Not all that long ago, storage needs for businesses only meant physical places to store paper records, such as filing cabinets, desk drawers, or off-site storage facilities that protected irreplaceable documents in case of fires, earthquakes, tornadoes, or floods. Such off-site facilities are still a good idea in some cases, particularly for documents such as bank statements, copies of checks, tax returns, or important company records, particularly those that are available only on paper. Storage companies can provide such record keeping facilities and can be a worthwhile investment for many businesses. Places like Vital Records Control do more than just secure records, but also shred and dispose of any that need to be disregarded.
For most businesses today, however, storage requirements mean ways of keeping electronic records safe and secure online. Here’s a look at three ways to store your business electronic records and the benefits and drawbacks of each.
On Your Computer
Saving valuable records, such as financial files, on your desktop computer is as easy as hitting the save button and some programs even save your files automatically. The benefit, if you take the right security measures, is that records are inaccessible by others. But such files are vulnerable to accidental erasure, a hard drive crash, fire, or theft. Also, they are available only on one computer. Records are accessible when out of the office if they are saved on a laptop, but are similarly vulnerable should the laptop be lost, stolen, or damaged or the files compromised in some way.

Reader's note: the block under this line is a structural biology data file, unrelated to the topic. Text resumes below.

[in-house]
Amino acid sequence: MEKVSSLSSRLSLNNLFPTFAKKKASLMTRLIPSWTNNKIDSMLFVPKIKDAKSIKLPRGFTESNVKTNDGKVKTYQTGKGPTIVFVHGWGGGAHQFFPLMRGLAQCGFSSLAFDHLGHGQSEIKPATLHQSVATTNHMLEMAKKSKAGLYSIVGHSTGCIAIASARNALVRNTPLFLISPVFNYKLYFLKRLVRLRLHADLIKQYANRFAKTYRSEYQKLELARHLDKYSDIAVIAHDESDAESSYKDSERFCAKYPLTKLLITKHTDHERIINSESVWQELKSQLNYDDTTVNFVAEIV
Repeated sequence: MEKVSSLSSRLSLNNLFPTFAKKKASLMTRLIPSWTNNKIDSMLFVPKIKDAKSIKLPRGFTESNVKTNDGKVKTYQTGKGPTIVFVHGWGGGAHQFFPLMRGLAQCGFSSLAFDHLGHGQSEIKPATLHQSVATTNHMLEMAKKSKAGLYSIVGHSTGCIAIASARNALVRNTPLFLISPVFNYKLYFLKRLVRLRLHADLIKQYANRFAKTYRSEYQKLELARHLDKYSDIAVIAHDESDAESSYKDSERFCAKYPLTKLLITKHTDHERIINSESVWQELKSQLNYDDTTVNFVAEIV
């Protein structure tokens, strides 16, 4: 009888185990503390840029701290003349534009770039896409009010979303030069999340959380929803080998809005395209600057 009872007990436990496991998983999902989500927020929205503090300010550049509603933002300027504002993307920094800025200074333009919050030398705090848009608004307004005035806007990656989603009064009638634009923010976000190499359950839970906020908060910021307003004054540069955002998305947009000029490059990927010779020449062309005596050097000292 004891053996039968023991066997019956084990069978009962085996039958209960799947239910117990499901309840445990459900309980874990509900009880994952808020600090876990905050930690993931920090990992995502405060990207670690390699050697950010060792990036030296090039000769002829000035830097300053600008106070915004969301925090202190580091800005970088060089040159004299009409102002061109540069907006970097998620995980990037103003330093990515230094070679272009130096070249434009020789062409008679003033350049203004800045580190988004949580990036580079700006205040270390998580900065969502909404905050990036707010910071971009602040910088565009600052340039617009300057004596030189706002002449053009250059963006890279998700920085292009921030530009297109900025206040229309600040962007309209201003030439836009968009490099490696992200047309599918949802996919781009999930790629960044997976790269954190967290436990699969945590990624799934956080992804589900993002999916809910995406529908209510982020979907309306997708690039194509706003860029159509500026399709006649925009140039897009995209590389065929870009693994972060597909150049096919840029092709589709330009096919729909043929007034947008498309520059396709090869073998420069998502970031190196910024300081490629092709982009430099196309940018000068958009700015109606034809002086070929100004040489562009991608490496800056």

On a Portable Hard Drive
Valuable business files can be saved on a portable hard drive, or routinely backed up to it. Should the computer crash, records will be saved, and a portable hard drive is also inaccessible by others unless they have access to it, so the files stay secure. The downside of using this method is that the portable hard drive itself might become damaged or unreadable. Luckily, for a small cost, you can easily back it up to a new one should the worst happen.
On a Cloud Drive
Probably the best way to save valuable electronic records today is on the cloud, or remote drive, a service that many companies including Microsoft, Apple, and Amazon offer. It is highly unlikely that the records will be destroyed or damaged as the data is constantly backed up. A downside is that files on the cloud might be vulnerable to hacking, causing all your personal information to be compromised. Another downside is that, unless you back up your files regularly, those on the cloud will not be the latest versions. One answer to that problem is a service that continually backs up your files and saves them on the cloud.
As a business security is key to keeping your company running and helping clients and employee files stay safe. Use the tools you have physically to protect your data, but don’t forget that electronic saving is also a tool you need to take advantage of.